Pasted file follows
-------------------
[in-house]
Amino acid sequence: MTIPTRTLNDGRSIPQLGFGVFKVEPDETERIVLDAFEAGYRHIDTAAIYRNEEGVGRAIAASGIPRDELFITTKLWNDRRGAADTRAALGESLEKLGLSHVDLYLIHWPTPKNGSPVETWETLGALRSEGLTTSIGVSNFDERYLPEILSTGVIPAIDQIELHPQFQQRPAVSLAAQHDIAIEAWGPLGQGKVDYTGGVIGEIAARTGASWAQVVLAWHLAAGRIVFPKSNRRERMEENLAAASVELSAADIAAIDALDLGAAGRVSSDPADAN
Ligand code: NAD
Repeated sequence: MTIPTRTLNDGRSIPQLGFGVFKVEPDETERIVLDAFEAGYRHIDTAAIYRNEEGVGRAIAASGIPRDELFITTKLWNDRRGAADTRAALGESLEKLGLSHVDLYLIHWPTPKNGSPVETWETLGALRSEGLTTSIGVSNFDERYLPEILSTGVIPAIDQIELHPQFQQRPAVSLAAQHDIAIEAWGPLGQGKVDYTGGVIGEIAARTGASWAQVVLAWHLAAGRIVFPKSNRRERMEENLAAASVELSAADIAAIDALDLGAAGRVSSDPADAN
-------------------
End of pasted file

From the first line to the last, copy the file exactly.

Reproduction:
[in-house]
Amino acid sequence: MTIPTRTLNDGRSIPQLGFGVFKVEPDETERIVLDAFEAGYRHIDTAAIYRNEEGVGRAIAASGIPRDELFITTKLWNDRRGAADTRAALGESLEKLGLSHVDLYLIHWPTPKNGSPVETWETLGALRSEGLTTSIGVSNFDERYLPEILSTGVIPAIDQIELHPQFQQRPAVSLAAQHDIAIEAWGPLGQGKVDYTGGVIGEIAARTGASWAQVVLAWHLAAGRIVFPKSNRRERMEENLAAASVELSAADIAAIDALDLGAAGRVSSDPADAN
Ligand code: NAD
Repeated sequence: MTIPTRTLNDGRSIPQLGFGVFKVEPDETERIVLDAFEAGYRHIDTAAIYRNEEGVGRAIAASGIPRDELFITTKLWNDRRGAADTRAALGESLEKLGLSHVDLYLIHWPTPKNGSPVETWETLGALRSEGLTTSIGVSNFDERYLPEILSTGVIPAIDQIELHPQFQQRPAVSLAAQHDIAIEAWGPLGQGKVDYTGGVIGEIAARTGASWAQVVLAWHLAAGRIVFPKSNRRERMEENLAAASVELSAADIAAIDALDLGAAGRVSSDPADAN